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Apr 10, 2011

Sewing, Growing, and Flowing: The 8 Benefits of Making It Yourself


Readers, I always welcome the opportunity to take a break from actual sewing...to talk about sewing.  I find myself in a contemplative mood today and thought I'd reflect a bit on what sewing has given me, and perhaps you too.

Here, then, are my 8 Benefits of Making It Yourself:

1. Sewing is creative.  When you decide to sew yourself something instead of going to a store and buying what somebody else has designed, manufactured, and marketed, you're tapping into your own ingenuity and inventiveness.  Like so many of our abilities, once you tap into them, you realize how much more you're capable of than you ever thought possible.  Creativity begets creativity: you've sewn your own shirt, now let's see if you can sew your own vintage Fifties lace overlay cocktail dress (to make one example...).

2.  Sewing is educational.  There is so much to know about sewing and the learning never stops.  Fabrics, notions, techniques, fit -- the list is endless.  No matter what level sewer you are, there's always a new challenge ahead.  What can be more thrilling than that?


3. Sewing is self-actualizing.  I define self-actualization as becoming the person you really are, being true to yourself, and feeling authentic.  Doing something we love solely because we love it is self-affirming. You know you're on the right path when you're doing something that brings you joy.

4. Sewing gets you into your "flow."  Mihály Csíkszentmihályi, a Hungarian psychologist and author of the classic work Flow: The Psychology of Optimal Experience, argued that people are happiest when they are completely immersed in an activity that requires their full attention and skill.  (More about Csíkszentmihályi -- including the pronunciation of his name! -- here.)  Because sewing requires our full concentration, it puts us into our flow state, where we feel not only most alive, but also most relaxed, as our other concerns fade into the background.



5. Sewing is part of a craft tradition.  A century or two ago, most people were able to make most everything they needed.  The majority lived in the countryside and grew their own food.  Many built -- or participated in building -- their own home and furnishings.  Commercial industry as we think of it today was next to non-existent.  You might barter services with another, but basically you had to take care of your own needs.  Self-sufficiency is profoundly satisfying.  Today most of us no longer need to grow our own food or make our own clothes, and as a result we lack the knowledge -- passed down generation to generation -- to do so.  Learning how to sew reconnects us with these traditions.  And if you can do it with your own energy (by treadling or using a hand crank machine) you're even more self-sufficient!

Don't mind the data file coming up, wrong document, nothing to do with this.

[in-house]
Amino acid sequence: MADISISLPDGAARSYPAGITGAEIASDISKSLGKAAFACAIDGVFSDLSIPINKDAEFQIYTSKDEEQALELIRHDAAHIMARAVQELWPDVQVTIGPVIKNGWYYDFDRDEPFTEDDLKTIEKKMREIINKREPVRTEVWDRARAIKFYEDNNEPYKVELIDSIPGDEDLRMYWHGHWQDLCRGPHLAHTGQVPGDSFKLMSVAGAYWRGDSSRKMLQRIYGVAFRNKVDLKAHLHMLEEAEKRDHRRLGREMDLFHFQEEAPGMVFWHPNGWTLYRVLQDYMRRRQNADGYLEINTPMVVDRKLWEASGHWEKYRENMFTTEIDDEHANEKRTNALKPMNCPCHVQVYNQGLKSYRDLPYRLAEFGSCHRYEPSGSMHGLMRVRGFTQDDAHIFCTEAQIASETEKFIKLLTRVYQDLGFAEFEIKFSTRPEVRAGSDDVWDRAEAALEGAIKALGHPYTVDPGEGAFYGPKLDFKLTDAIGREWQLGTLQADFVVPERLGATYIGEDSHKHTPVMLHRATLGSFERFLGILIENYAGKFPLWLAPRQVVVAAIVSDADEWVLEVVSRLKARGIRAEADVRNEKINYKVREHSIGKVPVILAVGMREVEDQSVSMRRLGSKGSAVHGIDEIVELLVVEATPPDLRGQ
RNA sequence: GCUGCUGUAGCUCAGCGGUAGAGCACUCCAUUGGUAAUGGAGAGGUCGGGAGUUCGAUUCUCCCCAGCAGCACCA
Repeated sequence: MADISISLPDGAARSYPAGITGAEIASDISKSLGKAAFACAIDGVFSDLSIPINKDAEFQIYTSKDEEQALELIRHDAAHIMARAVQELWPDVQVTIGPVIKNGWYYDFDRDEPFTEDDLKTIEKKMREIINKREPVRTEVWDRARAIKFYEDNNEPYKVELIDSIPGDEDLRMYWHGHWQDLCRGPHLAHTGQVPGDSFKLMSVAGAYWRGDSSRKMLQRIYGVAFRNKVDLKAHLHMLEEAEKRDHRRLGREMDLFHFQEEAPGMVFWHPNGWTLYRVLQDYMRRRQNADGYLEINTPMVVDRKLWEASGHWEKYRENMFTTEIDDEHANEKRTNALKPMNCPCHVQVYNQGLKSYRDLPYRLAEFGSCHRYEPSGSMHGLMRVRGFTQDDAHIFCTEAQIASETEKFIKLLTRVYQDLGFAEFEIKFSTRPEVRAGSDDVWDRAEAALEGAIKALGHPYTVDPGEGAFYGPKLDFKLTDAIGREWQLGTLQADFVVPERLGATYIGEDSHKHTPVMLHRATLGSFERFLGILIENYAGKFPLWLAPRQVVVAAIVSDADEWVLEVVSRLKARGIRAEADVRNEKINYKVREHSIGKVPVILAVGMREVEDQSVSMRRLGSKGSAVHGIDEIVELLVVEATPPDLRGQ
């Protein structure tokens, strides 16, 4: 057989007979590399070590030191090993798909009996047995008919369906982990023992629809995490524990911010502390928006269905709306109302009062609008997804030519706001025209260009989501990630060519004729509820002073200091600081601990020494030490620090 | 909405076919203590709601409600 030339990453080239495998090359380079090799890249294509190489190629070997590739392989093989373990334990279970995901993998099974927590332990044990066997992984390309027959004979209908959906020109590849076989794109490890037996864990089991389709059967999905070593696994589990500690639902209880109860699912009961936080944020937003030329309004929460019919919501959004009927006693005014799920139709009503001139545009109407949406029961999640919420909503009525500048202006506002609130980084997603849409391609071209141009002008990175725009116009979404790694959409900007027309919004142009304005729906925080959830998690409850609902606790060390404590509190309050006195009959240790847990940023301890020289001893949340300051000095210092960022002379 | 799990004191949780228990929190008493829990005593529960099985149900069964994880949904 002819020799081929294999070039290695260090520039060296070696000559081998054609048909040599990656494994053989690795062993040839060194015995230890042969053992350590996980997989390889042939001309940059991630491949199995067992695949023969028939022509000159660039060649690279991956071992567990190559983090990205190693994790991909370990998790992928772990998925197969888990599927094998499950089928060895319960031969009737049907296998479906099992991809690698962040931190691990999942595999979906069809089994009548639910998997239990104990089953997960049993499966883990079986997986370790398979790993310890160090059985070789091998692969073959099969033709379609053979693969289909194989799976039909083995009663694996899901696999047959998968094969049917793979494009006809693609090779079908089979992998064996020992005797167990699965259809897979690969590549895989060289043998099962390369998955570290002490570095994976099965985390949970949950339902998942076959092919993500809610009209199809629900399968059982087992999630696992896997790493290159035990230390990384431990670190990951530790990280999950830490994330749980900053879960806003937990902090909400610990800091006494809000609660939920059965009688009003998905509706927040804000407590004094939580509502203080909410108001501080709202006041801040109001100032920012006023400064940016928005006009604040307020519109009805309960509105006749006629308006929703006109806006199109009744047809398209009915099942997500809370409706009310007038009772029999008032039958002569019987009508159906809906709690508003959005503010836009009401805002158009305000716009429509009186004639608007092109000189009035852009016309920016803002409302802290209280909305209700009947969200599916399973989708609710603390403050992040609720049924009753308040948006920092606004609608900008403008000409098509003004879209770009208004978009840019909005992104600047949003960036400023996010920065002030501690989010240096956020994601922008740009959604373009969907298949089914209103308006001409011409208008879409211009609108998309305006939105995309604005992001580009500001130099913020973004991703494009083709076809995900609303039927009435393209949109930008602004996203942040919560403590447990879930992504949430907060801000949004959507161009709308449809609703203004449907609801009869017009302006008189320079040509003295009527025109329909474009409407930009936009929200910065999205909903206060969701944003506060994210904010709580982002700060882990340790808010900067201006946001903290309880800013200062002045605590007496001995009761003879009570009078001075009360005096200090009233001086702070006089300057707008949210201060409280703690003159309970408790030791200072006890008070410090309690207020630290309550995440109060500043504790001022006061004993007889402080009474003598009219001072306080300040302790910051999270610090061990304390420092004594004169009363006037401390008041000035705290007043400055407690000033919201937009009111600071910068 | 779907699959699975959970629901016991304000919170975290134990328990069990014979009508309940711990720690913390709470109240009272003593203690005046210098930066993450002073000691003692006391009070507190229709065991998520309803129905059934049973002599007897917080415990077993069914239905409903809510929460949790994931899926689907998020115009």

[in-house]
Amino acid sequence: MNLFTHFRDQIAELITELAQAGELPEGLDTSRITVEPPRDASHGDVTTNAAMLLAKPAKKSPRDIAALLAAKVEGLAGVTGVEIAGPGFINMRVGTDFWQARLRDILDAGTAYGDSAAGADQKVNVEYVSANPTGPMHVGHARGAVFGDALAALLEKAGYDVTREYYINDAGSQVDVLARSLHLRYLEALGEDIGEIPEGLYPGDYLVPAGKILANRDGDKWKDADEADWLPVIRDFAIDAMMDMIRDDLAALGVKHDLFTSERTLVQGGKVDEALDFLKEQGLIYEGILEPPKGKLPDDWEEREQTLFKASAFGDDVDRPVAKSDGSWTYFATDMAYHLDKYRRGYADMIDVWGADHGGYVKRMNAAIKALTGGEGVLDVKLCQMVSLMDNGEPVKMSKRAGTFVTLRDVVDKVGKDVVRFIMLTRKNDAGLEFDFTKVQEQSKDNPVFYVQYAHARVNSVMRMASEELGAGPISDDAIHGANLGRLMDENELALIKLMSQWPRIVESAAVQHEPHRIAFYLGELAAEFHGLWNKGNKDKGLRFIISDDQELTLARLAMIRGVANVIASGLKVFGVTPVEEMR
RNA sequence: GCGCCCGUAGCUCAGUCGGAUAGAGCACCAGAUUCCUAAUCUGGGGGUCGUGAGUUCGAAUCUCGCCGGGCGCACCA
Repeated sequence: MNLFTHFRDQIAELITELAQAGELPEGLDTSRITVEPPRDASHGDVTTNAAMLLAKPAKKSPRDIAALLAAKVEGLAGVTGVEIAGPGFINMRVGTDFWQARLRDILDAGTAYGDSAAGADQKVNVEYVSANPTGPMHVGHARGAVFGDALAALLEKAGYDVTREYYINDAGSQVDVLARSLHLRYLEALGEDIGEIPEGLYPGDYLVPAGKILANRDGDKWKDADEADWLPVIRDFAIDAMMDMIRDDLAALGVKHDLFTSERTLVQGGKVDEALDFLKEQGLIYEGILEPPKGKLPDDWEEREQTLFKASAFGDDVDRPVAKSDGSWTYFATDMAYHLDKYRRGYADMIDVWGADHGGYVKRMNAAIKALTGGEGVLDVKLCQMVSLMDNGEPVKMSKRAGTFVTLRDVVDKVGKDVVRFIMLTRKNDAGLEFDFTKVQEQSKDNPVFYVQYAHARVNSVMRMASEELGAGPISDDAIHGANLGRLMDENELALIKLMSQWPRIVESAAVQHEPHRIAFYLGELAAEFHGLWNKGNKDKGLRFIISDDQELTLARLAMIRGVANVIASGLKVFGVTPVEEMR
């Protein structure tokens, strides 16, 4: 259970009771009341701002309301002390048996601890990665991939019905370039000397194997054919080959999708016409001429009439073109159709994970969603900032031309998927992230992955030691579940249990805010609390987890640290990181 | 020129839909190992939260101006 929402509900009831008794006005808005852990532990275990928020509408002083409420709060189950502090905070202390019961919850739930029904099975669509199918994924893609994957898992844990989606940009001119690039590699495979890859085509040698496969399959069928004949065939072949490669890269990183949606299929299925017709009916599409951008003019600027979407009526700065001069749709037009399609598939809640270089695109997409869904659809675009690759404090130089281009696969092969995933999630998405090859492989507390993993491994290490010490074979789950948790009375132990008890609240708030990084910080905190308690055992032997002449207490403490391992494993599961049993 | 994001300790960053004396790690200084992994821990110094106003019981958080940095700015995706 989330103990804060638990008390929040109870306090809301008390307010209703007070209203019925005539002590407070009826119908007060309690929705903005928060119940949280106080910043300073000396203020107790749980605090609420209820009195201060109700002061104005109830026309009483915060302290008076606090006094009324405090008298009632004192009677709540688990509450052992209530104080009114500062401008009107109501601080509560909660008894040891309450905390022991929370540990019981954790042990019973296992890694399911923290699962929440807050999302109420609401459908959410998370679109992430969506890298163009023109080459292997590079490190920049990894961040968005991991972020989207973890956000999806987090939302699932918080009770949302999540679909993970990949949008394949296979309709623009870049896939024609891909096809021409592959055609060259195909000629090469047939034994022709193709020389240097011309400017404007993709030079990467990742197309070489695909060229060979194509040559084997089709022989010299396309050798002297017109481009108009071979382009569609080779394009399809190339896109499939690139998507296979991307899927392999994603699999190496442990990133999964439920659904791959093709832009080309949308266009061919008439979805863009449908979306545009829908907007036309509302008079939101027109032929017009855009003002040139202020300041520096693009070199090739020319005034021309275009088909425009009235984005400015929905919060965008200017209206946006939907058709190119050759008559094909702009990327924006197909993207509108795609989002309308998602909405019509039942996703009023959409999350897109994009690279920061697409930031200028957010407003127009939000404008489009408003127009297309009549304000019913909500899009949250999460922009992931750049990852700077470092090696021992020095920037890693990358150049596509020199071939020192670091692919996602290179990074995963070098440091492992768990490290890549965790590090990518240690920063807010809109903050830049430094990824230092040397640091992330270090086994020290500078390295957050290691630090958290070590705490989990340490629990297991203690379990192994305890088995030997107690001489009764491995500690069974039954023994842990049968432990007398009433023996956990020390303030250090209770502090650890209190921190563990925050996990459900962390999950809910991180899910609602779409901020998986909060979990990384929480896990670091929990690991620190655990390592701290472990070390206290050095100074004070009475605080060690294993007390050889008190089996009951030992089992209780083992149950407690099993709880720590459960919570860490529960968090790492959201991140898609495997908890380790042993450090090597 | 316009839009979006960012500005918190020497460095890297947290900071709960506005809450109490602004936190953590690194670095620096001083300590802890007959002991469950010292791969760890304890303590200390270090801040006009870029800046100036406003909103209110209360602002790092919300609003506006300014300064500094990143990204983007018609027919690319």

6. Sewing is fantasy.  In the same way that it's no more difficult to paint a picture of a palace than a hovel, an extra foot of fabric can turn a house dress into an evening gown.  Sewing is a vehicle to explore not only who we are and what image we want to project into the world, but also who we like to pretend to be.  Children are able to access this ability with complete lack of self-consciousness: a blanket thrown over a table becomes a fort, an old sheet, a cape.  How many adults are still attuned to this capacity to dream and play?



7. Sewing is a window into history, sociology, and economics.  Sewing for ourselves challenges us to think about the role making clothes has had throughout history.  Sewing machines helped to emancipate women as it gave them a commercially marketable skill.  As sewing became an industry, sewers organized themselves into unions so that those in the textile trade could make a living wage and support their families.  Today, because of globalization and concentration of corporate power, we're moving in the opposite direction.  Sewing taps into a lot of academic disciplines and if we're inclined to study it, we can learn a lot about the world we inhabit.


8. Sewing is social.  Sewing used to be something most people did in isolation.  Unlike an activity like knitting, it's hard to sew in a group -- though obviously not impossible.  It requires sufficient space, organization (all those notions!), and portable machines (unless machines are provided).  But thanks to the Internet, we can connect with an unlimited number of people all over the world who share our passion.  One of the most exciting benefits of Male Pattern Boldness has been connecting (virtually and sometimes even in person) with readers from different cultures and traditions and learning their different perspectives on everything from fashion to sewing machine maintenance.



BONUS BENEFIT!!!

9. Sewing builds self-confidence.  This relates to many of the points already discussed.   When we are able to pursue something we love, we validate the importance of our own passion.   The same goes for being able to do something to take care of our own -- and/or our family's -- needs.  Feeling less dependent on the mall, on artificial trends, and cheap labor -- feeds into our self-confidence too.

Related to this is body confidence. When you learn how to fit yourself, when you become more intimately aware of your body and how to dress it in a flattering way, you feel more confident about the way you look.  What could be more dispiriting than feeling like you're the wrong size for the ready-to-wear clothing available to you, that somehow you are at fault?

 

Friends, this is what I've gained through sewing.  What have you gained?